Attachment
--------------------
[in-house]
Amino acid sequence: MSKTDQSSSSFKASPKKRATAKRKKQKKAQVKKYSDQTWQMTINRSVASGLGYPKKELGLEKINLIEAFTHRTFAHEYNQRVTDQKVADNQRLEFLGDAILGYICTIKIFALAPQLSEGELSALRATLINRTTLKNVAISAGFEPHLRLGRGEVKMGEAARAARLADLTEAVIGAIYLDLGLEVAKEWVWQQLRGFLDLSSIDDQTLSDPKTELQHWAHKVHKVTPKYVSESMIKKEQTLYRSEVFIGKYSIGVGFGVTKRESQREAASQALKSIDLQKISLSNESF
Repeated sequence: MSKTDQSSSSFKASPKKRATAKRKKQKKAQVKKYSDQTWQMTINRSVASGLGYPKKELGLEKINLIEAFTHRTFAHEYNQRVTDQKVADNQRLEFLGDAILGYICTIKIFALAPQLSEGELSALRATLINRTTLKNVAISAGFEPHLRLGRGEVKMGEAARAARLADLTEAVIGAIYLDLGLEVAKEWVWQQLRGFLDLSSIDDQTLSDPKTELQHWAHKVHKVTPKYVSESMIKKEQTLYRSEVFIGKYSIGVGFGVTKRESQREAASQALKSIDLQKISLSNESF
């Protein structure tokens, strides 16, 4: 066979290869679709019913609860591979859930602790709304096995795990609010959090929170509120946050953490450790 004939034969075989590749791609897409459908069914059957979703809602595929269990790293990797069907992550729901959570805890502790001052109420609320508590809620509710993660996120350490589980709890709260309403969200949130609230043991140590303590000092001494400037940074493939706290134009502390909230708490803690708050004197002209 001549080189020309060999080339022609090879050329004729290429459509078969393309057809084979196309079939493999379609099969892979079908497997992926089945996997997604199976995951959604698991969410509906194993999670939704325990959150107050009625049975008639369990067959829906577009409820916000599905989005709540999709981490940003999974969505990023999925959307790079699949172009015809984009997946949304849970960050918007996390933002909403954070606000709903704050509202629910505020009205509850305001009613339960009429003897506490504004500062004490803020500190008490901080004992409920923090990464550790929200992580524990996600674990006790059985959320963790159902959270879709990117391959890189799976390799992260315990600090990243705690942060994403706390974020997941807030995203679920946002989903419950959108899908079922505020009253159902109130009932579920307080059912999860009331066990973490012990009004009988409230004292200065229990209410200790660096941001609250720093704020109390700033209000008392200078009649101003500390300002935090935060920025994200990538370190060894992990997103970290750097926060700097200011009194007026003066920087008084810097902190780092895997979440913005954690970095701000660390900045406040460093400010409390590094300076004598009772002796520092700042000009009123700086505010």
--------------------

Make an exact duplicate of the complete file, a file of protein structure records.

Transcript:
[in-house]
Amino acid sequence: MSKTDQSSSSFKASPKKRATAKRKKQKKAQVKKYSDQTWQMTINRSVASGLGYPKKELGLEKINLIEAFTHRTFAHEYNQRVTDQKVADNQRLEFLGDAILGYICTIKIFALAPQLSEGELSALRATLINRTTLKNVAISAGFEPHLRLGRGEVKMGEAARAARLADLTEAVIGAIYLDLGLEVAKEWVWQQLRGFLDLSSIDDQTLSDPKTELQHWAHKVHKVTPKYVSESMIKKEQTLYRSEVFIGKYSIGVGFGVTKRESQREAASQALKSIDLQKISLSNESF
Repeated sequence: MSKTDQSSSSFKASPKKRATAKRKKQKKAQVKKYSDQTWQMTINRSVASGLGYPKKELGLEKINLIEAFTHRTFAHEYNQRVTDQKVADNQRLEFLGDAILGYICTIKIFALAPQLSEGELSALRATLINRTTLKNVAISAGFEPHLRLGRGEVKMGEAARAARLADLTEAVIGAIYLDLGLEVAKEWVWQQLRGFLDLSSIDDQTLSDPKTELQHWAHKVHKVTPKYVSESMIKKEQTLYRSEVFIGKYSIGVGFGVTKRESQREAASQALKSIDLQKISLSNESF
């Protein structure tokens, strides 16, 4: 066979290869679709019913609860591979859930602790709304096995795990609010959090929170509120946050953490450790 004939034969075989590749791609897409459908069914059957979703809602595929269990790293990797069907992550729901959570805890502790001052109420609320508590809620509710993660996120350490589980709890709260309403969200949130609230043991140590303590000092001494400037940074493939706290134009502390909230708490803690708050004197002209 001549080189020309060999080339022609090879050329004729290429459509078969393309057809084979196309079939493999379609099969892979079908497997992926089945996997997604199976995951959604698991969410509906194993999670939704325990959150107050009625049975008639369990067959829906577009409820916000599905989005709540999709981490940003999974969505990023999925959307790079699949172009015809984009997946949304849970960050918007996390933002909403954070606000709903704050509202629910505020009205509850305001009613339960009429003897506490504004500062004490803020500190008490901080004992409920923090990464550790929200992580524990996600674990006790059985959320963790159902959270879709990117391959890189799976390799992260315990600090990243705690942060994403706390974020997941807030995203679920946002989903419950959108899908079922505020009253159902109130009932579920307080059912999860009331066990973490012990009004009988409230004292200065229990209410200790660096941001609250720093704020109390700033209000008392200078009649101003500390300002935090935060920025994200990538370190060894992990997103970290750097926060700097200011009194007026003066920087008084810097902190780092895997979440913005954690970095701000660390900045406040460093400010409390590094300076004598009772002796520092700042000009009123700086505010």